Orbit and Spectrum ResourceIntersputnik has for many years been actively developing its orbit and spectrum resource: it has rights to use frequency assignments to a number of satellite networks filed with the ITU, and provides their international legal protection and international frequency coordination. It all started as long ago as in the mid-1990s when Intersputnik made a strategic decision to use such resource in cooperation with interested partners.
The first of these partners was Lockheed Martin, which joined forces with Intersputnik in a joint venture to launch the LMI-1 satellite to 75°E in 1999. LMI-1 became a key satellite in the Indian Ocean region covering Asia and Russia. Later, the LMI-1 joint venture was bought by Asia Broadcast Satellite (ABS), a newly established company, and LMI-1 was renamed ABS-1. The satellite became the company’s core asset and helped it turn into one of the fastest growing regional operators. Cooperation with ABS at 75°E continues. In early 2014, a new high-power satellite named ABS-2 was lofted. Among other facilities, ABS-2 carries a payload in the broadcasting frequency bands. Later, in June 2016 additional satellite, ABS-2A, was co-located at the same orbital position. The whole of such capacity in the Russia beam is used by Intersputnik’s customers. From 3°W the ABS-3A satellite covers Africa and the Middle East.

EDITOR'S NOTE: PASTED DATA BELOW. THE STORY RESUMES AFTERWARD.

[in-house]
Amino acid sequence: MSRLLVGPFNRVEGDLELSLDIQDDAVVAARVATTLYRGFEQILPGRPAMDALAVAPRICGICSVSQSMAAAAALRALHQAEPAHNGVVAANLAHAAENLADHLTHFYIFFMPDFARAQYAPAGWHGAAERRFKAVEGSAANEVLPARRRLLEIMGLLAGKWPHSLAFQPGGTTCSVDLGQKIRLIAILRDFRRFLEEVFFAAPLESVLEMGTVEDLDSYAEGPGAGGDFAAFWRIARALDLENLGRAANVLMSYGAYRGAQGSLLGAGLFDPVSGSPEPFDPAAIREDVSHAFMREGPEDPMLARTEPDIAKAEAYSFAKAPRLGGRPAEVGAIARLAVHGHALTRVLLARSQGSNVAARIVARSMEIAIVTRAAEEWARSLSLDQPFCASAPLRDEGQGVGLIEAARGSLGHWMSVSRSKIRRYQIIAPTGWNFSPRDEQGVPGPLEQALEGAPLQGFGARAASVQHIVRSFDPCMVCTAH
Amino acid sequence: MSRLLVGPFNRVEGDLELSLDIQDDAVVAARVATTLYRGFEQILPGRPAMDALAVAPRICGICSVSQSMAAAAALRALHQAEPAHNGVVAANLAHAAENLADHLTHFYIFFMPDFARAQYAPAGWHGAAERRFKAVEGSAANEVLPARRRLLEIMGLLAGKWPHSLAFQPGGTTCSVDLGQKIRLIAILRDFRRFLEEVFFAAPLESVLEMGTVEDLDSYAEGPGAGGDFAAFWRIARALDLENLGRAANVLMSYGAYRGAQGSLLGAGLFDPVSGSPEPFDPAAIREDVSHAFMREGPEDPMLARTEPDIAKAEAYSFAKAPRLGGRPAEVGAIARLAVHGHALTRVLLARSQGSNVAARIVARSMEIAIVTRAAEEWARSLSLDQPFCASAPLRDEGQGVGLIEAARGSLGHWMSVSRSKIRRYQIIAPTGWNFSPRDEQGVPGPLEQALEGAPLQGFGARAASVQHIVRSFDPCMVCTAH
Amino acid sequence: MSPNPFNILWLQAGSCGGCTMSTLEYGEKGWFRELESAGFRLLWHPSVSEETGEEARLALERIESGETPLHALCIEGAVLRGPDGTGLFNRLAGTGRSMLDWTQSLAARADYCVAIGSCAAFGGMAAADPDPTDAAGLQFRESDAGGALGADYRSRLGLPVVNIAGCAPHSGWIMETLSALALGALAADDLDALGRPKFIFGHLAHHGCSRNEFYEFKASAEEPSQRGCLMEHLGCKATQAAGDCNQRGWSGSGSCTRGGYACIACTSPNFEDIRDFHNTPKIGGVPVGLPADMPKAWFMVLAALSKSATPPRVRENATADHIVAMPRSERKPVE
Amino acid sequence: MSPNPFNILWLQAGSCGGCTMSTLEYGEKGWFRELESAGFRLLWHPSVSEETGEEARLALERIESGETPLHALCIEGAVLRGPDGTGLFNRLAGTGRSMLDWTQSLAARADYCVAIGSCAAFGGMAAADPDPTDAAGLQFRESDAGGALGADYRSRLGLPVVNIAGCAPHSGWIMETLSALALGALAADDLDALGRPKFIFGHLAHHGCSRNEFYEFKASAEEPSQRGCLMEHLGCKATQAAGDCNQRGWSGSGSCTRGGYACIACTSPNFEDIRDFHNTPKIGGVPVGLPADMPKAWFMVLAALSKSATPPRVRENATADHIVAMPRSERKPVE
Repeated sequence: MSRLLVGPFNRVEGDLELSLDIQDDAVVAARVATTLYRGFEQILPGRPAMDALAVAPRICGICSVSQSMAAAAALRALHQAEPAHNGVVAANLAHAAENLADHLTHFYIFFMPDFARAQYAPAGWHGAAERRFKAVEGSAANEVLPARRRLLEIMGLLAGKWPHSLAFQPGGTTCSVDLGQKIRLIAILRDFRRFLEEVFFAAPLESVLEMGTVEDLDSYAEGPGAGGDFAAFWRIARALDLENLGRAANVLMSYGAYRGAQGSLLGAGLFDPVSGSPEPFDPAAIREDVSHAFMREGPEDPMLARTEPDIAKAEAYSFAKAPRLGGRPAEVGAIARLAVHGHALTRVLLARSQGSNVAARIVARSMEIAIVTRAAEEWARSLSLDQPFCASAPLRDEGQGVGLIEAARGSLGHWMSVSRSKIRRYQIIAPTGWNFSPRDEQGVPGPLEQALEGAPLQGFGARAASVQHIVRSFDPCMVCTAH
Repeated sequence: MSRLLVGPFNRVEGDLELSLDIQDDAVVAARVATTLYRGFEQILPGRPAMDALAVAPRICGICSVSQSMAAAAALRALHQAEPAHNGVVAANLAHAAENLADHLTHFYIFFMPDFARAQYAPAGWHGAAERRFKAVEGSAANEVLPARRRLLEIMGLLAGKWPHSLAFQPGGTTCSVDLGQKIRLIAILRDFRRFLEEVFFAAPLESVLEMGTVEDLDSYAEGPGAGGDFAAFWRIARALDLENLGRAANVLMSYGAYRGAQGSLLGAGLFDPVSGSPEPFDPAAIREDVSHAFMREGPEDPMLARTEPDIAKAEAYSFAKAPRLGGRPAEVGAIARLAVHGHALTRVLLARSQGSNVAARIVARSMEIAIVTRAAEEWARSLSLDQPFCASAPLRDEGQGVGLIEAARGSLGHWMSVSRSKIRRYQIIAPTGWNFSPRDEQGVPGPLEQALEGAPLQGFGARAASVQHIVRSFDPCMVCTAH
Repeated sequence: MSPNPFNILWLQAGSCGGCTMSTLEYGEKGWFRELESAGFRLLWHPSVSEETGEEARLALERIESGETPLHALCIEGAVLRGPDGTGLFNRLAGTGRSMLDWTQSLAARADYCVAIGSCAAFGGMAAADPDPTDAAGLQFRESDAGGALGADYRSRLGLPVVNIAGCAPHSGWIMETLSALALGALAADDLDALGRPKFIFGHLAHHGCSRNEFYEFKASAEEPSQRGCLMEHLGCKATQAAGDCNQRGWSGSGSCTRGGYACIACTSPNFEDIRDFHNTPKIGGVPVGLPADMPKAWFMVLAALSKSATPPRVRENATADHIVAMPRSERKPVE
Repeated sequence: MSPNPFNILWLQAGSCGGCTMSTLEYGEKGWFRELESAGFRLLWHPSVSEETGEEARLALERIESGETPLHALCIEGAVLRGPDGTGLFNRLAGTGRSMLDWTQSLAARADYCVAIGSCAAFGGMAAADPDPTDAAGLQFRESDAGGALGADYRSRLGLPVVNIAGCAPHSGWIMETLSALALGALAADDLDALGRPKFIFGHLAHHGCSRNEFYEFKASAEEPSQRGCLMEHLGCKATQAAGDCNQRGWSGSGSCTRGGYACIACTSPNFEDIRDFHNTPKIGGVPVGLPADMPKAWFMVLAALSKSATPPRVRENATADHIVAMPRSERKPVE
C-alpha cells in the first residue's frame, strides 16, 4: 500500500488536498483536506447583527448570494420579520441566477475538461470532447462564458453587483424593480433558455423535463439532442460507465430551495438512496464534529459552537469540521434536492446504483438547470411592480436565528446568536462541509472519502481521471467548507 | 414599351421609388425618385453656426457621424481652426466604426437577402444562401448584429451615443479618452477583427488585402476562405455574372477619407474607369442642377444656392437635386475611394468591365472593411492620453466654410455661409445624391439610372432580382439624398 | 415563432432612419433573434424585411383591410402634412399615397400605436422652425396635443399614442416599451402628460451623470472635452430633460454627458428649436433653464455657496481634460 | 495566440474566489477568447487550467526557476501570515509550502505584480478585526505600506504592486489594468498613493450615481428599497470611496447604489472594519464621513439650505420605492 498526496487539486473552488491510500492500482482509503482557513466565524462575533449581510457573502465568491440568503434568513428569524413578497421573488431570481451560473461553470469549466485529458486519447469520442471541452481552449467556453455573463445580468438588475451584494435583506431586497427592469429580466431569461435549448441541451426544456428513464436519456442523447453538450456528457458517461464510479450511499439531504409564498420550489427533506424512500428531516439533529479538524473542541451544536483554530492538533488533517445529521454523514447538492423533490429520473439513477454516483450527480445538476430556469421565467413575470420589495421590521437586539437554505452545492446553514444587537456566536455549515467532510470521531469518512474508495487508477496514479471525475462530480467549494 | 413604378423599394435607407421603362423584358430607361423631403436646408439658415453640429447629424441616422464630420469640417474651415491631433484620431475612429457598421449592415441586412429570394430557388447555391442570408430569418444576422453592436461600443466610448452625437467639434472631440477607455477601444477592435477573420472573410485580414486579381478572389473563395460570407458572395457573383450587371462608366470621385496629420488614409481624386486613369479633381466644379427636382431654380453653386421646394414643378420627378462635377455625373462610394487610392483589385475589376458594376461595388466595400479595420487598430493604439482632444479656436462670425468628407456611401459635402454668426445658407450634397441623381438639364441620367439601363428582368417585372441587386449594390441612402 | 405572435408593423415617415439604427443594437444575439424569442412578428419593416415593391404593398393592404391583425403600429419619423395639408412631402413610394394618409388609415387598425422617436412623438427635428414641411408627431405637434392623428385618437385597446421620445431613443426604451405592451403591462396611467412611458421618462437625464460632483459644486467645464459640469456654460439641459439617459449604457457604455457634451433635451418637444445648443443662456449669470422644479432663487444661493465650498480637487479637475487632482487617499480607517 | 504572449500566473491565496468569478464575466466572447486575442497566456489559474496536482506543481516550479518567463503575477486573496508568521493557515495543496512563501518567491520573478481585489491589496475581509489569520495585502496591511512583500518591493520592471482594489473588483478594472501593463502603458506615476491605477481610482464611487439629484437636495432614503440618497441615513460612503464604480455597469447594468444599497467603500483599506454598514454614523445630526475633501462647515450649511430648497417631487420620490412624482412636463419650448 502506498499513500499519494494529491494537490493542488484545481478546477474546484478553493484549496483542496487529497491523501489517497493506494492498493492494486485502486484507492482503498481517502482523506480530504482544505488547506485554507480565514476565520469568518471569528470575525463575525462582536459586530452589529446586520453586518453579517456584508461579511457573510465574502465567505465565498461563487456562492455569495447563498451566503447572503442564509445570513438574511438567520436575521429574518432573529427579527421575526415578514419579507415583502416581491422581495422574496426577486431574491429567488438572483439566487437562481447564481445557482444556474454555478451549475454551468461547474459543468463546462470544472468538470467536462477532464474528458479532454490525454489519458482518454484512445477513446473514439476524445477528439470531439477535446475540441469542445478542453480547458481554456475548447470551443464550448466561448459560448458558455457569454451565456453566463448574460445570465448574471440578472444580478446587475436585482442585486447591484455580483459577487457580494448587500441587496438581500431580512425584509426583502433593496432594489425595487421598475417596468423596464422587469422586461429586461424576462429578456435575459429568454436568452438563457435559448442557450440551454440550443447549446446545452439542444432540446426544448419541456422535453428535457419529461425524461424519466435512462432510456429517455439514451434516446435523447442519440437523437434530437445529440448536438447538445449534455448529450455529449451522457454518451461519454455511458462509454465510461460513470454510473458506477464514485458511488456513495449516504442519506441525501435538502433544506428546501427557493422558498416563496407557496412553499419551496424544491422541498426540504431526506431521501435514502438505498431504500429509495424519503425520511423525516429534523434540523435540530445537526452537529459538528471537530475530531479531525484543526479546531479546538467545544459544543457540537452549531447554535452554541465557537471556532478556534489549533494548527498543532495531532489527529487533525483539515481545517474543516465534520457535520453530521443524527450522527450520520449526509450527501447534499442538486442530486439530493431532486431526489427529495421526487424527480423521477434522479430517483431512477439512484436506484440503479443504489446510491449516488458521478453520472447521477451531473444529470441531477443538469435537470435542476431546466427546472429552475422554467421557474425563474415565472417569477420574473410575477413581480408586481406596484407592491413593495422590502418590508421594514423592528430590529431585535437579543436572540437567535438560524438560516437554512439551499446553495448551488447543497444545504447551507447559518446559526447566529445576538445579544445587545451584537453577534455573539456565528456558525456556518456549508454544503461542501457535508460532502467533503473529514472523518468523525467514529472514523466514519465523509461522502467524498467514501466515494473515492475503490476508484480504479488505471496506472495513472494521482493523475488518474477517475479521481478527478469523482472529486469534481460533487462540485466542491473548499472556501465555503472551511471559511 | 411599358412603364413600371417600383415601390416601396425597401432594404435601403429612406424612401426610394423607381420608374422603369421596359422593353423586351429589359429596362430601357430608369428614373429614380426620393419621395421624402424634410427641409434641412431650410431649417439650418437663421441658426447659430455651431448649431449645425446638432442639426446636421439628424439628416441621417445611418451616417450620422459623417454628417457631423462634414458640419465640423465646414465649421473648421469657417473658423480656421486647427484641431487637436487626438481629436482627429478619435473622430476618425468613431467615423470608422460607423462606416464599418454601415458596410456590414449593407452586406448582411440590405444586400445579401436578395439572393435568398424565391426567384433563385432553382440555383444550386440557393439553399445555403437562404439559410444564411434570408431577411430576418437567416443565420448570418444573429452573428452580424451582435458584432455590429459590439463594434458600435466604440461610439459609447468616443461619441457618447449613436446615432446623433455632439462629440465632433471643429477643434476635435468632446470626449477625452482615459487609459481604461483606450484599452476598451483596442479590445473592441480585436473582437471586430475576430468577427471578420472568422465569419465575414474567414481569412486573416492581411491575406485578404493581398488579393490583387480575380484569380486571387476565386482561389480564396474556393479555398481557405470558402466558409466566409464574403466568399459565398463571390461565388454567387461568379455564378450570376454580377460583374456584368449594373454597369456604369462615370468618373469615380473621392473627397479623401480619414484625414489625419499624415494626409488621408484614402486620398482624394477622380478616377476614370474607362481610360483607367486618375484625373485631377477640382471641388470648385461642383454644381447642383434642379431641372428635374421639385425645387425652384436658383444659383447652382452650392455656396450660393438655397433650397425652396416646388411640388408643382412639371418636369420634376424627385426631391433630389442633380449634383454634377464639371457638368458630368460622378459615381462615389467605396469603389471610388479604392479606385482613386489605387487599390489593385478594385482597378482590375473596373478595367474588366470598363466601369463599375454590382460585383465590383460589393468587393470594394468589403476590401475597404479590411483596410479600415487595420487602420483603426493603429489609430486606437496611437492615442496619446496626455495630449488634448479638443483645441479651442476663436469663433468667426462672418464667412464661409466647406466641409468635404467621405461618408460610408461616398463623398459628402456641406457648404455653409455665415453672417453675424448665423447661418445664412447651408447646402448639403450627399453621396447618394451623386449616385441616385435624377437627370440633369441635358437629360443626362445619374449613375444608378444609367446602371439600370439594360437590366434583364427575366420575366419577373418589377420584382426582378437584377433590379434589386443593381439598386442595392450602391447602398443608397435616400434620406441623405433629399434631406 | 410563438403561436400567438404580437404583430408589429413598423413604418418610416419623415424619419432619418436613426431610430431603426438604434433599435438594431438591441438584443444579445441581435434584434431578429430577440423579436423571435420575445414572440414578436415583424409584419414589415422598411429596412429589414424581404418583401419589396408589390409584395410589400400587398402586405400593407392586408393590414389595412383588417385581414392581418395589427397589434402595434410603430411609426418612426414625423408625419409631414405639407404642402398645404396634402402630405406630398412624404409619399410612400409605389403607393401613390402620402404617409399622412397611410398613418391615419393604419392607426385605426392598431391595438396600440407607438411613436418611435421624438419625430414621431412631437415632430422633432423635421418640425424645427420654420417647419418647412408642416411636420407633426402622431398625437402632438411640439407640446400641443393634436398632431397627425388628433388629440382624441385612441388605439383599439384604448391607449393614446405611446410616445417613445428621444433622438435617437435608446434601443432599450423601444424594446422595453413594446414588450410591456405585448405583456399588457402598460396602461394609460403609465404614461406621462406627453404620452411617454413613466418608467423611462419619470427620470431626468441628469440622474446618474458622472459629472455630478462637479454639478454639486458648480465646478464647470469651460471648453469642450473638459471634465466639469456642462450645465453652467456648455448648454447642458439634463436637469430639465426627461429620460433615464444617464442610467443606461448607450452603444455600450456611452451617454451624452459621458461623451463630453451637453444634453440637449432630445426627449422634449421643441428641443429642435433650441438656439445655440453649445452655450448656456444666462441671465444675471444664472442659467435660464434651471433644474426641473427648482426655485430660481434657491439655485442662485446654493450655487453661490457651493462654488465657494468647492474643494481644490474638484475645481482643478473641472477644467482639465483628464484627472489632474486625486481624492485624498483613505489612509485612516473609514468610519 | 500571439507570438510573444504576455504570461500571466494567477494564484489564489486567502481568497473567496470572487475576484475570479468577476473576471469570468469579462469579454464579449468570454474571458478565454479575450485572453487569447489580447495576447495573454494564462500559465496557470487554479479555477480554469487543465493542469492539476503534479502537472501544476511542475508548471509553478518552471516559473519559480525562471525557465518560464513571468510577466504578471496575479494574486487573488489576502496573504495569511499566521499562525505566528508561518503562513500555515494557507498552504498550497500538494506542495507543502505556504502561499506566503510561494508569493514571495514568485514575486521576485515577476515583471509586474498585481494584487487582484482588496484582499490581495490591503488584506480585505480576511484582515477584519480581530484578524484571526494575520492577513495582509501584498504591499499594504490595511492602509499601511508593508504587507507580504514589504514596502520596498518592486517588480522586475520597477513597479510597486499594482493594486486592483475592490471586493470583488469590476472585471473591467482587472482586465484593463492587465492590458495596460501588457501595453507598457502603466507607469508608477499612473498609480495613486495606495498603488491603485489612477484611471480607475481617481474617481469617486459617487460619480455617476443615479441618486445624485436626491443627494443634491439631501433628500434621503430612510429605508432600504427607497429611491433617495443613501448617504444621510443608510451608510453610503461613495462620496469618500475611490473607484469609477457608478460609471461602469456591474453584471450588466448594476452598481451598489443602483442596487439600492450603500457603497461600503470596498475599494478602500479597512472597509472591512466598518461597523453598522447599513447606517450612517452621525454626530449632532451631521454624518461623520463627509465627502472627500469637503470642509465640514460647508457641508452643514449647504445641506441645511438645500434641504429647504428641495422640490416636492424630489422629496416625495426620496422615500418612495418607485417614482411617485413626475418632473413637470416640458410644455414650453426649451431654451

As a result of Intersputnik's cooperation with Israeli operator Space Communications and Russia’s major satellite equipment manufacturer Reshetnev Information Satellite Systems, in late 2011, the Amos-5 satellite was deployed at 17°E, where Intersputnik has rights to use C- and Ku-band frequencies.
In May 2018, as a result of cooperation with the Bangladesh Telecommunication Regulatory Commission, the first national satellite of the People’s Republic of Bangladesh was successfully deployed at 119.1°E.
In the coming years, several other Intersputnik orbital slots are planned to be used.
Orbital slots available for use
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